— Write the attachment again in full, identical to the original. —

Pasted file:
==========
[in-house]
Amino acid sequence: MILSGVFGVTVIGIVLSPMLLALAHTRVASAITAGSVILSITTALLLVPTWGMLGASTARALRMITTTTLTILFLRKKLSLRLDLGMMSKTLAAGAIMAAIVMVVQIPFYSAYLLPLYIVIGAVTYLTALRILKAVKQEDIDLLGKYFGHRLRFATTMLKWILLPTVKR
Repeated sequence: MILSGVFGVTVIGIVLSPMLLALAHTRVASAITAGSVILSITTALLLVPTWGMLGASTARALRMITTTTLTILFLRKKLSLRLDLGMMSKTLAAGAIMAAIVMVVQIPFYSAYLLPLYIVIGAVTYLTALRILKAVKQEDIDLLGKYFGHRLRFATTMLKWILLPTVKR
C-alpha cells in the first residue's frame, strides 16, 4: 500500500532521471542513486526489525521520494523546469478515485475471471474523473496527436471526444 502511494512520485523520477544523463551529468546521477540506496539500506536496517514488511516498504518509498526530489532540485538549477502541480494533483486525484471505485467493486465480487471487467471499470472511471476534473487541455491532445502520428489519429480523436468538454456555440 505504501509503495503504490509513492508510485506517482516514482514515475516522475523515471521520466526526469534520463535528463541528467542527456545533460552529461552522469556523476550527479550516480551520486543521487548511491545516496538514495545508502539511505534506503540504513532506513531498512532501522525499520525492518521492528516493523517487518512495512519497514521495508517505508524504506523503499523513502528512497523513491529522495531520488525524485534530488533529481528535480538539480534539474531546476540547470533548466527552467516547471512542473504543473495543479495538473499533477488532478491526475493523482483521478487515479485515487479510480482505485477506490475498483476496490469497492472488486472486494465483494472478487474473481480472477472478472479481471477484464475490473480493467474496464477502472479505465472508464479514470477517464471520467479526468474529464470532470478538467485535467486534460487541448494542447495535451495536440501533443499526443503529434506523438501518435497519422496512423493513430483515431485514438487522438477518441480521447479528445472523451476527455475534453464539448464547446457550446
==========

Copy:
[in-house]
Amino acid sequence: MILSGVFGVTVIGIVLSPMLLALAHTRVASAITAGSVILSITTALLLVPTWGMLGASTARALRMITTTTLTILFLRKKLSLRLDLGMMSKTLAAGAIMAAIVMVVQIPFYSAYLLPLYIVIGAVTYLTALRILKAVKQEDIDLLGKYFGHRLRFATTMLKWILLPTVKR
Repeated sequence: MILSGVFGVTVIGIVLSPMLLALAHTRVASAITAGSVILSITTALLLVPTWGMLGASTARALRMITTTTLTILFLRKKLSLRLDLGMMSKTLAAGAIMAAIVMVVQIPFYSAYLLPLYIVIGAVTYLTALRILKAVKQEDIDLLGKYFGHRLRFATTMLKWILLPTVKR
C-alpha cells in the first residue's frame, strides 16, 4: 500500500532521471542513486526489525521520494523546469478515485475471471474523473496527436471526444 502511494512520485523520477544523463551529468546521477540506496539500506536496517514488511516498504518509498526530489532540485538549477502541480494533483486525484471505485467493486465480487471487467471499470472511471476534473487541455491532445502520428489519429480523436468538454456555440 505504501509503495503504490509513492508510485506517482516514482514515475516522475523515471521520466526526469534520463535528463541528467542527456545533460552529461552522469556523476550527479550516480551520486543521487548511491545516496538514495545508502539511505534506503540504513532506513531498512532501522525499520525492518521492528516493523517487518512495512519497514521495508517505508524504506523503499523513502528512497523513491529522495531520488525524485534530488533529481528535480538539480534539474531546476540547470533548466527552467516547471512542473504543473495543479495538473499533477488532478491526475493523482483521478487515479485515487479510480482505485477506490475498483476496490469497492472488486472486494465483494472478487474473481480472477472478472479481471477484464475490473480493467474496464477502472479505465472508464479514470477517464471520467479526468474529464470532470478538467485535467486534460487541448494542447495535451495536440501533443499526443503529434506523438501518435497519422496512423493513430483515431485514438487522438477518441480521447479528445472523451476527455475534453464539448464547446457550446